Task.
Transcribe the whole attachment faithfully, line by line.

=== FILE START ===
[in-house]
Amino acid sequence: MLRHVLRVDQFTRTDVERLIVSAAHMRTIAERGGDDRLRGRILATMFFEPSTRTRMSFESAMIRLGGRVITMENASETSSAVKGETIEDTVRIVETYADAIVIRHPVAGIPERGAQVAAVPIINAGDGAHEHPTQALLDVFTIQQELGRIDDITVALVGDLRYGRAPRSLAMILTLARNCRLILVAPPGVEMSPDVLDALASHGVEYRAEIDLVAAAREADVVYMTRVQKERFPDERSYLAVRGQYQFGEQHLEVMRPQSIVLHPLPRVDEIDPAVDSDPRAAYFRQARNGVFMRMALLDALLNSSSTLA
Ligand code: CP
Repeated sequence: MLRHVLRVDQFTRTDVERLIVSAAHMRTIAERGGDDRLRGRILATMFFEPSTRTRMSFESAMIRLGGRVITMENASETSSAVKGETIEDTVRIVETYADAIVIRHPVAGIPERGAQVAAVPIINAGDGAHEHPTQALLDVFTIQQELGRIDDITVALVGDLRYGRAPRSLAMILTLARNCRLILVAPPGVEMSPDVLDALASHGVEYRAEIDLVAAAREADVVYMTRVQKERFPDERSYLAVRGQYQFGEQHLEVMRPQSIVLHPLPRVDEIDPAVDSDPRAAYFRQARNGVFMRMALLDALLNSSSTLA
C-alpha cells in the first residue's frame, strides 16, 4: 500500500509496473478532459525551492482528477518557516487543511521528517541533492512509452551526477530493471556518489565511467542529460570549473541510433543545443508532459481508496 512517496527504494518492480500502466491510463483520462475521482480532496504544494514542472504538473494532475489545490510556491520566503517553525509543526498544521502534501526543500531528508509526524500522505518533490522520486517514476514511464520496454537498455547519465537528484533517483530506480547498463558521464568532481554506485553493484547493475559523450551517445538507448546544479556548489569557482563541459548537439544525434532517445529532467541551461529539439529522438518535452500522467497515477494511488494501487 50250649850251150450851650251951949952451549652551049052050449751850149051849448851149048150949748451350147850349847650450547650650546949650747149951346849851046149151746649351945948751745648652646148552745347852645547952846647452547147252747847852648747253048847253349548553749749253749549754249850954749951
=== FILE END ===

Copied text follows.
[in-house]
Amino acid sequence: MLRHVLRVDQFTRTDVERLIVSAAHMRTIAERGGDDRLRGRILATMFFEPSTRTRMSFESAMIRLGGRVITMENASETSSAVKGETIEDTVRIVETYADAIVIRHPVAGIPERGAQVAAVPIINAGDGAHEHPTQALLDVFTIQQELGRIDDITVALVGDLRYGRAPRSLAMILTLARNCRLILVAPPGVEMSPDVLDALASHGVEYRAEIDLVAAAREADVVYMTRVQKERFPDERSYLAVRGQYQFGEQHLEVMRPQSIVLHPLPRVDEIDPAVDSDPRAAYFRQARNGVFMRMALLDALLNSSSTLA
Ligand code: CP
Repeated sequence: MLRHVLRVDQFTRTDVERLIVSAAHMRTIAERGGDDRLRGRILATMFFEPSTRTRMSFESAMIRLGGRVITMENASETSSAVKGETIEDTVRIVETYADAIVIRHPVAGIPERGAQVAAVPIINAGDGAHEHPTQALLDVFTIQQELGRIDDITVALVGDLRYGRAPRSLAMILTLARNCRLILVAPPGVEMSPDVLDALASHGVEYRAEIDLVAAAREADVVYMTRVQKERFPDERSYLAVRGQYQFGEQHLEVMRPQSIVLHPLPRVDEIDPAVDSDPRAAYFRQARNGVFMRMALLDALLNSSSTLA
C-alpha cells in the first residue's frame, strides 16, 4: 500500500509496473478532459525551492482528477518557516487543511521528517541533492512509452551526477530493471556518489565511467542529460570549473541510433543545443508532459481508496 512517496527504494518492480500502466491510463483520462475521482480532496504544494514542472504538473494532475489545490510556491520566503517553525509543526498544521502534501526543500531528508509526524500522505518533490522520486517514476514511464520496454537498455547519465537528484533517483530506480547498463558521464568532481554506485553493484547493475559523450551517445538507448546544479556548489569557482563541459548537439544525434532517445529532467541551461529539439529522438518535452500522467497515477494511488494501487 50250649850251150450851650251951949952451549652551049052050449751850149051849448851149048150949748451350147850349847650450547650650546949650747149951346849851046149151746649351945948751745648652646148552745347852645547952846647452547147252747847852648747253048847253349548553749749253749549754249850954749951